Port Moody Mayor Rob Vagramov has announced he won't be seeking re-election.
Vagramov, elected in 2018, told city council of his decision at the end of its Tuesday council meeting, saying it was due to changing priorities in his life.
With municipal elections across B.C. less than three months away (Oct. 15), Vagramov was the only mayor in Metro Vancouver who had not indicated one way or the other whether he was planning to seek another term.
"I was a bit surprised," said Coun. Amy Lubik.
"I know this is just the time when everybody's looking through their lives and their hearts to figure out whether being in politics is really what's best for their future."
Vagramov did not respond to a request for comment from CBC News but said in council he would elaborate on his decision in a letter in the near future.
No one is currently a candidate for mayor, though Coun. Meghan Lahti has been rumoured to be considering a run.
Vagramov joins New Westminster's Jonathan Cote, Langley Township's Jack Froese and Pitt Meadows Bill Dingwall as Metro Vancouver mayors not running again.
'Very fractious' term
Elected mayor in 2018 at the age of 26 after a term on council, Vagramov pursued an agenda of slowing the pace of growth and protecting the city's parks with the support of a narrow majority on council.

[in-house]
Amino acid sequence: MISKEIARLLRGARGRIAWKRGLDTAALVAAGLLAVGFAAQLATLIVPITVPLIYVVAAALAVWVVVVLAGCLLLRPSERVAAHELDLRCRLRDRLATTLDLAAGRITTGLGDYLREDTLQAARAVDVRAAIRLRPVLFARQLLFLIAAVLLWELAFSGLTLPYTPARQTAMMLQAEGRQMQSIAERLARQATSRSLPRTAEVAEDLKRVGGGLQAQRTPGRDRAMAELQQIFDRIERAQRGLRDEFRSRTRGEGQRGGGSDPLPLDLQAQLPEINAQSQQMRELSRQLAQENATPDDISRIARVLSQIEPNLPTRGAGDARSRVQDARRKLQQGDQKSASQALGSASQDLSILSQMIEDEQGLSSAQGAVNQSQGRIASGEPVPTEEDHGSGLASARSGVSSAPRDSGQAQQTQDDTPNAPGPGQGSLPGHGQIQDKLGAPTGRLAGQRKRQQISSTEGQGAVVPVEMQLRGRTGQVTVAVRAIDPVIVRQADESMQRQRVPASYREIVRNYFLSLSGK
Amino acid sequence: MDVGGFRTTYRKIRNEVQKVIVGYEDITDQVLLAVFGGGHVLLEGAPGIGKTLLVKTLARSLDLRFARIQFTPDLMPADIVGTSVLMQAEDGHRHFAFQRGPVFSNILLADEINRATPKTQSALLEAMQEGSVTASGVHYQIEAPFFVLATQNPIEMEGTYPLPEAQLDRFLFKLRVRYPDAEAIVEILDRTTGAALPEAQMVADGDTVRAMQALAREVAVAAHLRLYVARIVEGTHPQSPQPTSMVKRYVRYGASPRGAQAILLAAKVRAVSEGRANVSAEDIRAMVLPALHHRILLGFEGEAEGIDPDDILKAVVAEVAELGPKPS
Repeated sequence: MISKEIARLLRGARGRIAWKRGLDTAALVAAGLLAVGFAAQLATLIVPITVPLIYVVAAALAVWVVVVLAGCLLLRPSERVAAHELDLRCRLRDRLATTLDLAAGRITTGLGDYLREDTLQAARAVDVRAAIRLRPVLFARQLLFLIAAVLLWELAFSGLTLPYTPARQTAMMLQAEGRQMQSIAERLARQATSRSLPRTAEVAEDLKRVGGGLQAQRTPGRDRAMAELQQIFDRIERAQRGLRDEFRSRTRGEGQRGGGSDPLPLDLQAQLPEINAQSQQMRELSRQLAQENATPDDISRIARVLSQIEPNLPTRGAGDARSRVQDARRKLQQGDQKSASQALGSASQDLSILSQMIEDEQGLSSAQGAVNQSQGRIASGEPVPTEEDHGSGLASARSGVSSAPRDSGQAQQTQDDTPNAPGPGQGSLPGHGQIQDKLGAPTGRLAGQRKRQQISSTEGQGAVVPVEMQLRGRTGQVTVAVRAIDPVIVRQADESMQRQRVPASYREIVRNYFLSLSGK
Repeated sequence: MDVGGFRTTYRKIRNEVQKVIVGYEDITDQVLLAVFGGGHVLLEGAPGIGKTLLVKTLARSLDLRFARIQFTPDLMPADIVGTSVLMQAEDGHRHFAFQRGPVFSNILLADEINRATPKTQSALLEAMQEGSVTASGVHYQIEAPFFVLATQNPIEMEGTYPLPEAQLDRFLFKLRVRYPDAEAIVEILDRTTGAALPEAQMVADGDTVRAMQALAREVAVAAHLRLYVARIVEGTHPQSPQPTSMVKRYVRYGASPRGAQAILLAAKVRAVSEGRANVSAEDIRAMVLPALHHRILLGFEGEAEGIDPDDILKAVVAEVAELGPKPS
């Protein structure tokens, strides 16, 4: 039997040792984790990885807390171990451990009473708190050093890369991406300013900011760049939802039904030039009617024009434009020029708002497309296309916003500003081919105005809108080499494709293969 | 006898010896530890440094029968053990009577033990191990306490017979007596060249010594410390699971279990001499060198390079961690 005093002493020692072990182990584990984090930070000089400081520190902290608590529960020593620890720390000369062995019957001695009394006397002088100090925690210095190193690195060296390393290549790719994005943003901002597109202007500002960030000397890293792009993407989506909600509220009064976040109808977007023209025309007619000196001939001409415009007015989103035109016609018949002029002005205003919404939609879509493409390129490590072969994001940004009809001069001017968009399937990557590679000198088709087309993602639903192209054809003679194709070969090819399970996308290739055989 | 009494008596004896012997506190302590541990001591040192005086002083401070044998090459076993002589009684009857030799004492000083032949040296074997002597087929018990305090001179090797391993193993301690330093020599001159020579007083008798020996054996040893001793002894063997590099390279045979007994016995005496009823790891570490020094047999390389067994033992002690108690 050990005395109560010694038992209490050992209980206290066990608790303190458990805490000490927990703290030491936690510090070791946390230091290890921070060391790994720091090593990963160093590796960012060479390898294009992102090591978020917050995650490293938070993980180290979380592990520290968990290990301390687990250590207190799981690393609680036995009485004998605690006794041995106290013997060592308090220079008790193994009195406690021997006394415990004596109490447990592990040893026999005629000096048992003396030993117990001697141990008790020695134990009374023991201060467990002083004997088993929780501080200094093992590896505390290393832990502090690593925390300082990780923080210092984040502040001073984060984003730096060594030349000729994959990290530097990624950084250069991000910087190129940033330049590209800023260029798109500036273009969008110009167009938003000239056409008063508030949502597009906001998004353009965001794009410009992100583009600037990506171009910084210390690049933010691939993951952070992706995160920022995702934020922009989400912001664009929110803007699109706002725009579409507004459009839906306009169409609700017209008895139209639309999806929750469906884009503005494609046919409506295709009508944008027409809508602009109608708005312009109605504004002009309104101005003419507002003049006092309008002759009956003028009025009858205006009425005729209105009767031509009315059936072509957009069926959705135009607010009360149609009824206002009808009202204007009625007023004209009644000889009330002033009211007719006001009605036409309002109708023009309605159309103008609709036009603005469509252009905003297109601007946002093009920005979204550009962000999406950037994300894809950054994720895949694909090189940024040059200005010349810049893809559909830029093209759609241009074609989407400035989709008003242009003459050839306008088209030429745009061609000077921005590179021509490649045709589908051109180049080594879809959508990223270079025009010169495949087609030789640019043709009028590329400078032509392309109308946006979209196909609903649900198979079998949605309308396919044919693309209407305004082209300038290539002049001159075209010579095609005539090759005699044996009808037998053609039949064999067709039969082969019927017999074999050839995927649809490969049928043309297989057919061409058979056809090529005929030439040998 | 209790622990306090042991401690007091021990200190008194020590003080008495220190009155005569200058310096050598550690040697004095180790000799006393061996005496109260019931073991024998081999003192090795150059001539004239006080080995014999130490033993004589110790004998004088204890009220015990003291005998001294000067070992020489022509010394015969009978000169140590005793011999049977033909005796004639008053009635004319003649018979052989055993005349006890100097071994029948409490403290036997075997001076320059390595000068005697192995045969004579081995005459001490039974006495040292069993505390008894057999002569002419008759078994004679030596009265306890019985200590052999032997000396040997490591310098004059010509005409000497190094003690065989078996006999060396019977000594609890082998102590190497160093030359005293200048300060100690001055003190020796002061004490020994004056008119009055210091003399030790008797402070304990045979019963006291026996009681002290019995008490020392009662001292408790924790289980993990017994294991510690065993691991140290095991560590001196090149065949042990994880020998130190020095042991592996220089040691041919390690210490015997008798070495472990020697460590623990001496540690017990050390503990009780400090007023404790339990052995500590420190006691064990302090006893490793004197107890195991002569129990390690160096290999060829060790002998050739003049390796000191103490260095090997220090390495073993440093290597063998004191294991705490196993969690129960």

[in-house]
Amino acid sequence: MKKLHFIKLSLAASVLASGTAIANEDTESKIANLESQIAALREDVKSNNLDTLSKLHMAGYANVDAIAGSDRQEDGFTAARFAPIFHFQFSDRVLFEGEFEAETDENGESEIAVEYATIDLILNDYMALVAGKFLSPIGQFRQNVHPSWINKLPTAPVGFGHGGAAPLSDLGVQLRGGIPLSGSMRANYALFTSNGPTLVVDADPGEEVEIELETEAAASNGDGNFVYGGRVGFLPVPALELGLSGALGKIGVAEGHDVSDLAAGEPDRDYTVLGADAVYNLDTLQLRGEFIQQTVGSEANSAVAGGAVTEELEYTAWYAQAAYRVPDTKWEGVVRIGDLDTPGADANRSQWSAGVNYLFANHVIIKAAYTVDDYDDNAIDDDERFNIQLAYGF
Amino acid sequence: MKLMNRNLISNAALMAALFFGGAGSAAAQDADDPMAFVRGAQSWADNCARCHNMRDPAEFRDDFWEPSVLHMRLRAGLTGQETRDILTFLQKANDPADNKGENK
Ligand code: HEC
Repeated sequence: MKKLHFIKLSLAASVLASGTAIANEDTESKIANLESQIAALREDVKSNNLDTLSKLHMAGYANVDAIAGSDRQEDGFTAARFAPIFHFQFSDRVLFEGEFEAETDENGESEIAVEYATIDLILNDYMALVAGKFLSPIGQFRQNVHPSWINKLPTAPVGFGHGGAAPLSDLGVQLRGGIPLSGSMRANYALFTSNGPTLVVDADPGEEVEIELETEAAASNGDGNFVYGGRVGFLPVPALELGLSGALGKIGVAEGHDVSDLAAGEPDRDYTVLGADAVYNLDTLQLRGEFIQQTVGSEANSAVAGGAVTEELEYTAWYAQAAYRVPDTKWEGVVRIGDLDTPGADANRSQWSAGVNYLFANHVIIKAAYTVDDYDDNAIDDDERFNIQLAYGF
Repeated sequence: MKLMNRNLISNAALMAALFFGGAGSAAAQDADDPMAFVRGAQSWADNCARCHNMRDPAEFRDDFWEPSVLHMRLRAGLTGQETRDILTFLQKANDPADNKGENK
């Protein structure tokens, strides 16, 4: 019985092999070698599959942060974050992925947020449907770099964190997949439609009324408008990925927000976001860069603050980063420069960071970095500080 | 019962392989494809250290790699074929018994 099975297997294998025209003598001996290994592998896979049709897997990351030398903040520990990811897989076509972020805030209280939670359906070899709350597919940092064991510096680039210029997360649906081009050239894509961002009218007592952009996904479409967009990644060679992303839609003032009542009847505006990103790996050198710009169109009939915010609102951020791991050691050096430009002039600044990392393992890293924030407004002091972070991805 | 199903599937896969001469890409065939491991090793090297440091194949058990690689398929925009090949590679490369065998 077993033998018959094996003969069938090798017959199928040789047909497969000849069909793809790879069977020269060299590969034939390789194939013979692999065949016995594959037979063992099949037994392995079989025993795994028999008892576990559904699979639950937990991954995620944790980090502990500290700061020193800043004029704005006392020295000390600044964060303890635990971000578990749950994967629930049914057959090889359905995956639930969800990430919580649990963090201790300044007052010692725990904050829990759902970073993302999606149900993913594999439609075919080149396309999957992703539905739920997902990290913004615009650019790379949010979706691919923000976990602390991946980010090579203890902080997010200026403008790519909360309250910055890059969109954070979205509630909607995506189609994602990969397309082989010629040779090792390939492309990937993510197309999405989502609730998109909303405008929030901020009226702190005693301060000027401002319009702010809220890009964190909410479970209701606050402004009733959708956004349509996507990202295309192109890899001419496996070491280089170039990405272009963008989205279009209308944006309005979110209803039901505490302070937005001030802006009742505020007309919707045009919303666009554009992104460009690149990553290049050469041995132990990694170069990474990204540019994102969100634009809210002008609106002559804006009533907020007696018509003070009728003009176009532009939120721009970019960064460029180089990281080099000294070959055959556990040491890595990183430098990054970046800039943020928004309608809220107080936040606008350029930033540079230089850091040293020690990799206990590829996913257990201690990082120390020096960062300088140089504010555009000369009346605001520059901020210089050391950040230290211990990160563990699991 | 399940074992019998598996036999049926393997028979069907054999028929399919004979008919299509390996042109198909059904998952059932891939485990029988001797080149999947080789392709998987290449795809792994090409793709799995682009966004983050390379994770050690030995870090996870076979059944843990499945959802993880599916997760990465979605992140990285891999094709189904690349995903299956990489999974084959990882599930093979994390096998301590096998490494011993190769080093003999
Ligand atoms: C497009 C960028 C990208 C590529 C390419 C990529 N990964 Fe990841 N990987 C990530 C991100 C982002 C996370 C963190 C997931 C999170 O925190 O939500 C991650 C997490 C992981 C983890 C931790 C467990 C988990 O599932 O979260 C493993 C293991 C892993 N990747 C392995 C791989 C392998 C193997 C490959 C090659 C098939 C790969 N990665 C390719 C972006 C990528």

But shortly after being elected, he was charged with sexual assault, stemming from an incident during a date in 2015.
Vagramov's charge was stayed when he completed an alternative measures program.
But while he initially took a leave of absence, he returned as mayor for a month while the case was ongoing before returning to a leave of absence after criticism from both a majority of council and the provincial government.
"I think that there's been quite a lot of sort of lingering upset in the community about some of the things that had happened early in his term," said Coun. Zoe Royer.
In the years since, Port Moody has had one of the most contentious councils in the province, with councillors and Vagramov regularly criticizing each other. At one point, council agreed to workshops with an outside group to try to improve communication.
"It's been very, very difficult, the contentiousness," said Royer.
"I think that for the mayor, he's perhaps tried to fan the flames a little bit. To me, it's very troubling when an elected person is deeply interested in wedge issues."
Lubik, who was occasionally the deciding vote on motions, said there were plenty of accomplishments under Vagramov's tenure, including updating the city's affordable housing strategies, focusing on family-friend housing and advancing several climate change policies.
But when asked about the dynamic on council and what responsibility Vagramov had, she declined to support or criticize the mayor directly.
"It's been very fractious, and I think it takes a lot out of us," she said.
"But I think that there are different ways of leading group conversations, and I hope that everybody is learning and adapting our ways of interacting with each other."